Herpetic whitlow

Cutis. 2007 Mar;79(3):193-6.


Herpetic whitlow is a painful cutaneous infection that most commonly affects the distal phalanx of the fingers and occasionally the toes. It is caused by herpes simplex virus (HSV) types 1 or 2. Herpetic whitlow has been known mainly for infecting healthcare workers in contact with infected secretions or mucous membranes, but the implementation of universal precautions has resulted in a decrease in the incidence of occupation-related cases. Herpetic whitlow occurs mainly in adults aged 20 to 30 years and children. In children, most cases can be attributed to autoinoculation of HSV-1, while in adolescents and adults, herpetic whitlow tends to be caused by autoinoculation of HSV-2. Herpetic whitlow may have a prodrome of burning, pruritus, and/or tingling of the affected finger or the entire limb, followed by erythema, pain, and vesicle formation.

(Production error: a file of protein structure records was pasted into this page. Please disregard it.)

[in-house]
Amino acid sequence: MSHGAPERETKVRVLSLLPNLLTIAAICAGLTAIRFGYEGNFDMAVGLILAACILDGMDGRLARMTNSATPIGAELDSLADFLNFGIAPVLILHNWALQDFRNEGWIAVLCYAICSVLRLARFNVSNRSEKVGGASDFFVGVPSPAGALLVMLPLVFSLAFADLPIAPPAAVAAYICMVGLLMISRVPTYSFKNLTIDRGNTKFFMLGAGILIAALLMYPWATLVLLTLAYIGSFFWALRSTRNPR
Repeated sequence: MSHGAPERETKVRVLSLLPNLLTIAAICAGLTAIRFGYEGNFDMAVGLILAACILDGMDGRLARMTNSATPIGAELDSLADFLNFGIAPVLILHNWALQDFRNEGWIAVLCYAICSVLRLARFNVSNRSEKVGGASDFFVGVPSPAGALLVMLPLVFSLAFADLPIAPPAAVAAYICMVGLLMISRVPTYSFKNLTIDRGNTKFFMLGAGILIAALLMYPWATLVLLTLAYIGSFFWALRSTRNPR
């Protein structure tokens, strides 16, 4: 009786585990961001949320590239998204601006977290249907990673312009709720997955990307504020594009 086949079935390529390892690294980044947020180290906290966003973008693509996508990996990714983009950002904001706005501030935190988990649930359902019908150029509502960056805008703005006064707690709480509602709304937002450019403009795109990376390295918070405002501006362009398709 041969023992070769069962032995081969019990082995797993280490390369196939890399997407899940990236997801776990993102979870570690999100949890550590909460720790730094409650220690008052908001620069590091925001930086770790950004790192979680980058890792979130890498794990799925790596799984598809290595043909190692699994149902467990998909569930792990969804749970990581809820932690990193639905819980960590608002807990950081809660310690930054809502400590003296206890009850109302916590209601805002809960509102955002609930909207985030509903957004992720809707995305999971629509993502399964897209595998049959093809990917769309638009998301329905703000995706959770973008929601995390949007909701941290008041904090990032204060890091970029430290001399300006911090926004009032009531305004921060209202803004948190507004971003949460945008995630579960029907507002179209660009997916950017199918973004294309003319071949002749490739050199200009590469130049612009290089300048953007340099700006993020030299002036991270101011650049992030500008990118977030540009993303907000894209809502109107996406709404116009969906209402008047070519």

Publication types

  • Review

MeSH terms

  • Adolescent
  • Adult
  • Child
  • Herpes Genitalis / complications
  • Herpes Labialis / complications
  • Herpes Simplex* / diagnosis
  • Herpes Simplex* / etiology
  • Herpes Simplex* / therapy
  • Herpesvirus 1, Human*
  • Herpesvirus 2, Human*
  • Humans
  • Recurrence
  • Skin Diseases, Infectious* / diagnosis
  • Skin Diseases, Infectious* / etiology
  • Skin Diseases, Infectious* / therapy